The Year in Movies
Rewinding the discourse a bit, I must say I never thought that I'd be defending Kill Bill, a movie that I gave a mixed review at best and wasn't anywhere near my 10 best. I'd much rather defend Spider, or champion Dracula: Pages From a Virgin's Diary, or explain why Bus 174 is hundred times better than City of God. Anyway, to answer Sarah's question regarding Tarantino's victim status—which I admit probably sounds as absurd as calling Donald Trump a victim of the system (like a certain MS)—as well as Manohla's off-group assumption that I characterized QT as "the smartest filmmaker in Hollywood" in jest: I wasn't kidding, but I should have been more precise. My point is that there's no Hollywood filmmaker with better chops, no one with a more acute sense of how a soundtrack works, no one more in love with his actors, no one more clever—and sometimes brilliant—at reworking generic expectations in the service of his own particular, obsessive, arguably narrow cinephilia. (Not exactly synonymous with wanking. …)
To state the obvious, Tarantino loves movies. It's touching that he recently articulated the desire to retire from filmmaking and program a movie theater: His own private cinematheque. The great humanitarian Spielberg is often cited as a cinephile—his love, like Hitchcock's, is invested less in movies than their power. (Thousands of dollars for a Citizen Kane prop but not a penny for The Other Side of Midnight; Oscar speech praising Irving Thalberg for having the courage to mutilate Greed; I won't even mention the Six Million.) Tarantino, however obnoxious, is closer to Scorsese; he's a purist, even a utopian. He's also a specific kind of filmmaker. His movies may thrive on one-liners and hilarious, disturbing, amoral bits of business, but, if they succeed, it's because they are essentially architectural—based on sturdy, intricately worked-out structures.
It's not the script that's missing from Kill Bill, Sarah, it's the edifice. As a sentimental auteurist, I blame the producer or, if you prefer, the system for trivializing the movie. That Tarantino was compelled to truncate his original, no-doubt grandiose conception—and worse, perhaps that he was being a canny realist to do so—is what makes him a victim. The same thing happened to Scorsese with Gangs of New York—a tragic failure that in ultimate cine-utopia would have been as long as La Commune. Applied Miramarxism? You be the judge. (For the voluptuous pathos of cinephilia, see Bill Morrison's wonderful Decasia, just released on DVD.)
Let Tarantino be Tarantino. In any case, he seems an unlikely candidate for reinvention a la Soderbergh or, even more remarkably, Gus Van Sant. Initially an innovator, then a hack, Van Sant wore the hair shirt of Psycho and exiled himself to the wilderness of Gerry, to return with Elephant. How bizarre that this "aestheticizing" gloss on Kubrick (and, as Jonathan Rosenbaum pointed out in his review, Bela Tarr) should also be cast as that most shameless of modes, the made-for-TV topical docu-drama. What could HBO have thought? Elephant is by no means a documentary, but neither is it simply a poem. Van Sant's use of non-actors, real high-school kids, is an audaciously cornball search for some sort of emotional truth—on film, yet. Elephant has its obvious lapses, but it is also the only movie in this carnage-haunted year that sets out to "document" ephemeral existence—which is what I tried to say a couple of days ago when I wrote that movie was concerned with heaven on Earth. Whether or not Elephant ultimately works, whether it successfully explains the inexplicable, whether it rises to the awful event that occasions it doesn't seem relevant to me—I'm far more taken with the crazy seriousness of the experiment.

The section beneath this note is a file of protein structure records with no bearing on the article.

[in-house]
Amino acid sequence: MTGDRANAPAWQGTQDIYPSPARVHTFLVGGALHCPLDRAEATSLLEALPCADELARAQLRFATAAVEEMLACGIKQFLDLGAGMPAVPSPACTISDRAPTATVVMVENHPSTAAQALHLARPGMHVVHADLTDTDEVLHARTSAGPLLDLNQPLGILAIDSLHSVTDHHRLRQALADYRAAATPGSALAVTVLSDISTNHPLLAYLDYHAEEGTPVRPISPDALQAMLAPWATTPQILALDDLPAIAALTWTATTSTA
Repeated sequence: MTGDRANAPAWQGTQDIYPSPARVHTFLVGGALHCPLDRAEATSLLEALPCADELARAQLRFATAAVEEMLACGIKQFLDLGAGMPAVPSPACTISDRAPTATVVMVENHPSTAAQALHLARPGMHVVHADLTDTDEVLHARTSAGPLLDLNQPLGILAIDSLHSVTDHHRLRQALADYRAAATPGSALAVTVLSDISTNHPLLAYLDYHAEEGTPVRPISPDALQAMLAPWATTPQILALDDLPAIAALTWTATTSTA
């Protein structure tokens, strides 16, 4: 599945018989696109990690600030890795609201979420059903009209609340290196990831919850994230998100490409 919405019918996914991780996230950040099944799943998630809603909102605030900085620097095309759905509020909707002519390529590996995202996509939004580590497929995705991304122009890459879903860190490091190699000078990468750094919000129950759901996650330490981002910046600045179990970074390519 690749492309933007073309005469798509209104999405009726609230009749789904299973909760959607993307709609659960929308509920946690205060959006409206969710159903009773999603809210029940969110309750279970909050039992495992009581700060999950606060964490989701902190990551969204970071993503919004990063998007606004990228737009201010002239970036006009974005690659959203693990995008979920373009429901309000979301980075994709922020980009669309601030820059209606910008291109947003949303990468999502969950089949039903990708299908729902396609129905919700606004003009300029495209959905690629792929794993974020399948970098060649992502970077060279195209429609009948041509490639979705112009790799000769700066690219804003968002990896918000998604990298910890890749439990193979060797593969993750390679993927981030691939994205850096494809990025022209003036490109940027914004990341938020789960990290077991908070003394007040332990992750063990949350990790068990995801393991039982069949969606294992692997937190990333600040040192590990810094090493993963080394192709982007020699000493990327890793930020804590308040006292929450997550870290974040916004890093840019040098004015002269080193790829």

Well, I'm not as marinated in the avant-garde as I once was, but I do want to cite a few movies that pushed the perimeter. The year 2002 brought a remarkable number of innovative DV-based movies: The Fast Runner, Russian Ark, The Lady and the Duke, Michael Snow's Corpus Collosum, Godard's In Praise of Love, ABC Africa. This year Kiarostami's Ten uses DV as a means to rethink movie acting and (non) direction, and each in his way, Guy Maddin and Jia Zhangke use DV to make possible their recent experiments in dance documentary and neo-neorealism, respectively. (Scratch neo-neorealist. Let's say it all together now: "Jia Zhangke, Jia Zhangke, Jia Zhangke.") DV is, as we know, pretty much now identical with doc, and Criswell predicts that if CGI is the future of commercial movies, DV is the future of everything else.
Warm cyber kisses and manly hobbit hugs to all but especially to our genial host. Thanks, David, for inviting me to the club.
Each year, film critics gather in the "Movie Club" to chew on the year in film. This year's group includes Manohla Dargis from the Los Angeles Times, David Edelstein from Slate, J. Hoberman from the Village Voice, Sarah Kerr from Vogue, and A.O. Scott from the New York Times. Hoberman is the author, most recently, of The Dream Life: Movies, Media, and the Mythology of the Sixties.